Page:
The ACS is an ongoing survey sent to about 3.5 million randomly selected addresses each year. It asks questions about jobs, education, housing, technology use, place of birth, demographics and many more subjects. Planners, nonprofits, businesses and public officials use data from the survey for important decisions like planning for hospitals and schools, business site selection and distributing hundreds of billions of dollars in federal and state funds.
The Census Bureau’s website is the best source of information about the ACS. You’ll find a Q&A, the purpose of each question on the survey, guidebooks in English and Spanish, sample questionnaires and a data user group where you can ask questions and share resources with other ACS users. Finally, data.census.gov is the flagship data site where you can browse and download Census Bureau data, including the ACS.
Users can find ACS data throughout StatsAmerica. The Regional Profiles contain the most ACS data at the most common geographies, including counties, states and cities/towns. On the Anywhere USA profile, we provide data on virtually every geography you can think of—including one that even the Census Bureau doesn’t have: Economic Development Districts.
We also have a few tools that incorporate and add value to ACS data. The Regionizer enables custom region building and aggregates the data for you, while Innovation Intelligence culls data from a variety of sources into topical indexes.
The Davenport-Moline-Rock Island, IA-IL metropolitan statistical area, better known as the Quad Cities, is a major economic hub in northwest Illinois/southeast Iowa. As of 2021, it had a population of 384,055 and is home to several major companies, including John Deere, Von Maur, Rock Island Arsenal and Genesis Health System.1 Suppose a new company is considering moving to the area and is analyzing its educational attainment. They may use Anywhere USA on StatsAmerica to put together a table like Table 1, which shows the education breakdown of the four counties that comprise the region, the region as a whole, Iowa and Illinois.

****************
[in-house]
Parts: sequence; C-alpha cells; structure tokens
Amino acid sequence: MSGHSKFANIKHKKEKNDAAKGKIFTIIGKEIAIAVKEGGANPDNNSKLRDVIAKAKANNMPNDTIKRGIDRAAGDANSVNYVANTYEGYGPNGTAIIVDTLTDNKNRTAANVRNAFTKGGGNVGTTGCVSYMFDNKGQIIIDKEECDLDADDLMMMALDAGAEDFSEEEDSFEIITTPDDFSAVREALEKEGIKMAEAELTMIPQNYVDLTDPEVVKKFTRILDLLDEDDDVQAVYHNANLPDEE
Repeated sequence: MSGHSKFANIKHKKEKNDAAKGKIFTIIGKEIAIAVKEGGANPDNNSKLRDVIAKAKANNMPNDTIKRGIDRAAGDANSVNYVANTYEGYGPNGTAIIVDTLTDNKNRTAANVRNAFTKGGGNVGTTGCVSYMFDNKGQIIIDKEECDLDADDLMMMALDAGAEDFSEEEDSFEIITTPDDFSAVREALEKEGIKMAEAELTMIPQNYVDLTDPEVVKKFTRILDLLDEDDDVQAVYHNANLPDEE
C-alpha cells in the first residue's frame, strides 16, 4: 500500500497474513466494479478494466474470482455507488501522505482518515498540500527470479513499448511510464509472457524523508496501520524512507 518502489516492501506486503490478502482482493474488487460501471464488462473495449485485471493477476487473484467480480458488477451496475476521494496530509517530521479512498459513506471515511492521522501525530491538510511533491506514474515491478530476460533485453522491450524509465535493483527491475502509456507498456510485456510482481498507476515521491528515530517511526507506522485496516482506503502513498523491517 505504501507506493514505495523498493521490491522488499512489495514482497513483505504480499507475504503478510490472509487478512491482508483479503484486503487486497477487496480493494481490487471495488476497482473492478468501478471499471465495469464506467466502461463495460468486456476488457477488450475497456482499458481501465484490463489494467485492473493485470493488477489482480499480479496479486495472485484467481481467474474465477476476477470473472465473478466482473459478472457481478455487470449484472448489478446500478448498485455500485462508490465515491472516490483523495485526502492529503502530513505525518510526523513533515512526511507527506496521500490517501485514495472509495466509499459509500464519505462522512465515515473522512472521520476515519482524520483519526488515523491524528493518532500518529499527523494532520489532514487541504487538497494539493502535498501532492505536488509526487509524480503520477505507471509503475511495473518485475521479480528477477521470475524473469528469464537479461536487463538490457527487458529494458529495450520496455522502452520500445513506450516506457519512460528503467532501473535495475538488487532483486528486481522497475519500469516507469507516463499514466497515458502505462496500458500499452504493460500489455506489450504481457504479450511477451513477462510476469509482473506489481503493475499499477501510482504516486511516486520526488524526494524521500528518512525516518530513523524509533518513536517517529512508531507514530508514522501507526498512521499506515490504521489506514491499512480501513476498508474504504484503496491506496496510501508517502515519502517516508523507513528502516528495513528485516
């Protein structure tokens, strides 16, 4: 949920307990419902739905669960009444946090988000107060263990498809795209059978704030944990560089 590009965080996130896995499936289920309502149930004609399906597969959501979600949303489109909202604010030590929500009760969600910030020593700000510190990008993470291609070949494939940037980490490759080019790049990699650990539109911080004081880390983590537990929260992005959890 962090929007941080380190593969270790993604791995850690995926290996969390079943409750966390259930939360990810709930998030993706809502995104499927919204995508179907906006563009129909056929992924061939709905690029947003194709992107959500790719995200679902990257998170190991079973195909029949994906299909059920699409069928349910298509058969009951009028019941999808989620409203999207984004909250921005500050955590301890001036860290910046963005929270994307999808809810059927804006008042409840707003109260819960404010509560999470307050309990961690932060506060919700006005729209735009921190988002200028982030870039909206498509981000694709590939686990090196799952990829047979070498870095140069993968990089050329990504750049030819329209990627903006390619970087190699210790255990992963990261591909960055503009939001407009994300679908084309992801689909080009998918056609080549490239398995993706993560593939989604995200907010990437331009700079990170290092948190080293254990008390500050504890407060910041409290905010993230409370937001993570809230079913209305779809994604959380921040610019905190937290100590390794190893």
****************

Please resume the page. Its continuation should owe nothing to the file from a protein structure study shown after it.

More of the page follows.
Table 1: Education attainment breakdown in the Quad Cities metro area, Iowa and Illinois
||Rock Island, IL
|Total Population 25 and Older
|Less than 9th Grade
|9th to 12th, No Diploma
|High School Graduate (includes equiv.)
|Some College, No Degree
|Graduate, Professional or Doctorate Degree
Among the counties in the Quad Cities region, Scott County, Iowa, has the educational advantage, with bachelor’s and graduate degree attainment—3.4 and 2.3 percentage points greater, respectively, than the metro overall.
To re-create Table 1, navigate to Anywhere USA and click the “Comparison” tab. Start typing the geographies in the box and select them from the autofill (see Figure 1). You’ll have to scroll a bit to get to the educational attainment section.
Figure 1: Screenshot of Anywhere USA output
Click the “Excel” link to download the data to an Excel workbook and open the file; you may see an error message about the file format not matching the extension, which you can ignore. It helps to copy and paste the geography names and the educational attainment data (which starts around row 26) to a new sheet. To calculate the percentages, divide each of the educational attainment numbers by the “Total Population 25 and Older” numbers in the first row, as in Figure 2. Use the “$” notation in the formula so you can copy and paste the formula while keeping the “Total Population 25 and Older” number as the denominator.
Figure 2: Percent of population 25+ by educational attainment calculation in Excel
After a little wrangling, you should get a table like Table 1. Perhaps you’d like to delve into Scott County a little further: how does it compare to other counties in the United States? Navigate to Counties in Profile, search for “Scott County, Iowa” and click the “Education” link on the left side of the page. You’ll see that Scott County’s bachelor’s degree attainment of 21.2% is ranked 443rd (out of 3,143 counties in the U.S.). Click the “443” to get a list of all counties in the nation ranked by percent of the population 25+ with a bachelor’s degree and click the “Excel” link to download it.
A common metric used to compare units (e.g., counties, states, students in a class, etc.) is the percentile rank, which is the percentage of values in a distribution that are less than that value. What percentile rank is bachelor’s degree attainment in Scott County? Figure 3 shows you how to calculate it using the PERCENTRANK.INC Excel function.
Figure 3: Percentile rank calculation in Excel
The first argument of PERCENTRANK.INC is the list of data values in column C, the second argument is the value you’re calculating the percentile rank of, and the third (optional) argument is the number of significant digits you’d like to return. According to this calculation, Scott County, Iowa, is in the 86th percentile of counties by bachelor’s degree attainment as a percentage of the population 25 and older. That is considerably better than the other counties in the Quad Cities metro, but still a ways away from the top five counties.
This is simply one example of what can be done with ACS data from StatsAmerica. We encourage you to start exploring the data for your community today.
“Major Employers”, Quad Cities Chamber of Commerce, https://quadcitieschamber.com/economic-development/meet-our-region/largest-employers